What Reggae Rhythm?

romicsteve

Member
I've been asked to play Johnny Nash's "There Are More Questions Than Answers" (
) in church next Sunday. I'm primarily a jazz drummer, so my ear is not tuned very well to reggae. What reggae rhythm would you suggest to accompany this song?
 

Hollywood Jim

Platinum Member
I love playing drums to a reggae groove.

Here is something I learned about drumming to reggae music.
A few years ago the band I was in wanted to play a reggae tune. Well, the bass player was not playing the correct bass line. And more importantly the guitar player was not doing the chicka chicka chicka on the upbeats. So no matter what I played on the drums, the song did not sound like a reggae song.
The reggae drum beat is pretty simple. Usually a snare hit or a cross stick on the 3 or for faster reggae on the 2 and 4. Kind of a Latin feel to it.
But if the bass player and guitar player are not playing a reggae groove then no matter what you play on the drums it will never sound like a reggae song.
Listen to some reggae songs on YouTube. Play along with the songs. You'll get it. It's fairly simple.

.
 

larryace

"Uncle Larry"
I don't hear the one drop rhythm.

I feel it as...1 and 2 and 3 and 4 and...with the rimclick on 2 and 4, and the kick on 1 and 3. A money beat variation. Except for the reggae hi hat phrasing and the cross stick tone, the kick and the snare is a slowed down Billie Jean. I understand one drop to be just what it says, the one isn't played. I'm open for correction there.

Listen to the bass guitar part. It's a regular feel, meaning the 1 is definitely there, with your rimclick on 2 and 4. That's the basic groove, not including any embellishments. The closed hi hat does the 2 - 16th notes "and a" reggae pattern every quarter note, and there can and should be (if you're comfy doing so) interplay between the kick snare and hat, but the basic groove I hear (not counting the hi hat) is a slowed down "Billie Jean"

There's wood blocks in that song too, and they sound a lot like rimclicks, so if there are no woodblocks onstage, then you have a bit more latitude with your interplay and rimclick patterns. Or you could not do that stuff and keep it more straight. Either way works. Woodblocks there, I'd just rimclick on 2 and 4 and let them do most of the offbeat stuff for less clutter.
 
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brady

Platinum Member
Yeah... What lar said.

I hear 1 and-a-2 and-a-3 and-a 4 and-a.... on the hats. Other than that simple 2 and 4 on the snare (rim) and the 1 and 3 on the kick.
 

Mongrel

Silver Member
So glad you guys said that!

I held back for fear of being wrong....

The accent beat is definately on the "3".
 

larryace

"Uncle Larry"
So glad you guys said that!

I held back for fear of being wrong....

The accent beat is definitely on the "3".
I'm not too sure about what 1 drop really is, but I know what my ears say. I played and heard my share of reggae songs where the clicks/backbeat are on 2 and 4, not reversed. This sounds like one of them to me. Reggae doesn't automatically mean one drop or reversed backbeats from my observations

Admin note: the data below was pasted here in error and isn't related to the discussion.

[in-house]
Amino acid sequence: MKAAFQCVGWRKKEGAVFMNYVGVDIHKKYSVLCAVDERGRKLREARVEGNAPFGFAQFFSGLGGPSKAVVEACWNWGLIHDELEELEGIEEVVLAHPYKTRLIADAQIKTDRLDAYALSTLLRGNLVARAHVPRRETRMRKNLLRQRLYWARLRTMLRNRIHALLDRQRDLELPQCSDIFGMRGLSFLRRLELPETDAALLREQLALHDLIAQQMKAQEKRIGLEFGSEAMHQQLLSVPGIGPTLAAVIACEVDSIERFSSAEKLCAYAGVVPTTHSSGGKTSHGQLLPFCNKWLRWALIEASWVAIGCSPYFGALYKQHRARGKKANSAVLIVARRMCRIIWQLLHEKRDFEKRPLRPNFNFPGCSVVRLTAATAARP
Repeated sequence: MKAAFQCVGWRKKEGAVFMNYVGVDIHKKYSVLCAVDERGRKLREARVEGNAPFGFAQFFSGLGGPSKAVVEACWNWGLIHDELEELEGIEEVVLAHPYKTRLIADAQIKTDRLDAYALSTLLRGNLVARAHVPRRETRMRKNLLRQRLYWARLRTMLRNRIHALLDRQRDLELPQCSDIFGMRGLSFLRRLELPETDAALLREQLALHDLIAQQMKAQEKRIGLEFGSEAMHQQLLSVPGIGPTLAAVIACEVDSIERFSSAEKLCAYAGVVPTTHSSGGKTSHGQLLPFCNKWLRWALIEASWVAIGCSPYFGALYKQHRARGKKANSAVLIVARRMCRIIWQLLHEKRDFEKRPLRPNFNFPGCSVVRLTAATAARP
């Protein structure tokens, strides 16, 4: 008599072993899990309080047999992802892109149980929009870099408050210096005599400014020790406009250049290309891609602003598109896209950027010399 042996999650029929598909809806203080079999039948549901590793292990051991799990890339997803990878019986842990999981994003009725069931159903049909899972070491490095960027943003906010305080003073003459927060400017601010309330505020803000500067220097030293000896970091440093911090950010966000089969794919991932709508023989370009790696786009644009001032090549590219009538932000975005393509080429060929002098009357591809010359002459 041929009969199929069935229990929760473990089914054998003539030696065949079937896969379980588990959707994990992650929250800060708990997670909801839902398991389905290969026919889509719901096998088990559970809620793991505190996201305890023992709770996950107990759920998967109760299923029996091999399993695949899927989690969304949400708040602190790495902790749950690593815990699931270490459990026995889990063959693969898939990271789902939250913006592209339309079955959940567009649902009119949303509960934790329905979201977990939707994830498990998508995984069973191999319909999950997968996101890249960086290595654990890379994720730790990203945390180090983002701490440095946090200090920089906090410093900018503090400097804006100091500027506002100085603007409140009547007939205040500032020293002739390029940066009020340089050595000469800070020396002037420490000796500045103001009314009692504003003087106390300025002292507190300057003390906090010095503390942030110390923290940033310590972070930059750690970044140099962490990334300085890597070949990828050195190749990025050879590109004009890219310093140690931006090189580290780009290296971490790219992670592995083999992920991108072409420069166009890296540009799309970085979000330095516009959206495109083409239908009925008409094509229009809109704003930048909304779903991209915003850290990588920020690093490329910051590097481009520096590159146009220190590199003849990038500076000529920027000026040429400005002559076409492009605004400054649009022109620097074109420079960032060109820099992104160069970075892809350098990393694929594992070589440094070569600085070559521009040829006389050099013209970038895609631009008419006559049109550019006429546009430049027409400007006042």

oldskoolsoul

Silver Member
Not sure why the confusion is caused here, but Gruntersdad and ineedaclutch are right..

The only clear bass drum on 1, is basically the first 1 of the song and maybe a few times after a fill, but the totally clear pattern and feel is bass drum/rimclick on 3 plus that hi-hat part to make the groove swing..

Mandatory thing (!), hi-hat part has to have a sort of in between swing feel..

But, if you would play this song with the bass drum on 1 and 3 and snare on 2 and 4, in my opinion you would get a pretty lame beat..

Sort of like how bad wedding bands would play this..
 

Dr_Watso

Platinum Member
I also hear a triplet feel. "And-ah" on the hats click on 2 n 4, though it changes up a bit through hat wise.
 

romicsteve

Member
Thanks, all. I'll work on these ideas. But, Hollywood Jim's point is one I'm concerned about - I don't think any of my fellow musicians are well-versed in Reggae. So, until I get a chance to rehearse with them (on Sunday morning, unfortunately), I won't really know the best way to approach the song.
 

Odd-Arne Oseberg

Platinum Member
Definetly just your standars One Drop.

Accented 2& 4& on the hats, side stick and BD together on 3.


You can play this both swung or straight depending on the song.
 
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trommel

Junior Member
Thanks, all. I'll work on these ideas. But, Hollywood Jim's point is one I'm concerned about - I don't think any of my fellow musicians are well-versed in Reggae. So, until I get a chance to rehearse with them (on Sunday morning, unfortunately), I won't really know the best way to approach the song.
Maybe they need to do more research and practice themselves. Tempo, dynamics, "feel" is every player's responsibility.
 

MrPockets

Gold Member
I'm not too sure about what 1 drop really is, but I know what my ears say. I played and heard my share of reggae songs where the clicks/backbeat are on 2 and 4, not reversed. This sounds like one of them to me. Reggae doesn't automatically mean one drop or reversed backbeats from my observations

I think the section where the drummer does a rim click on quarter notes gives it away that the snare is on 2 and 4.
 
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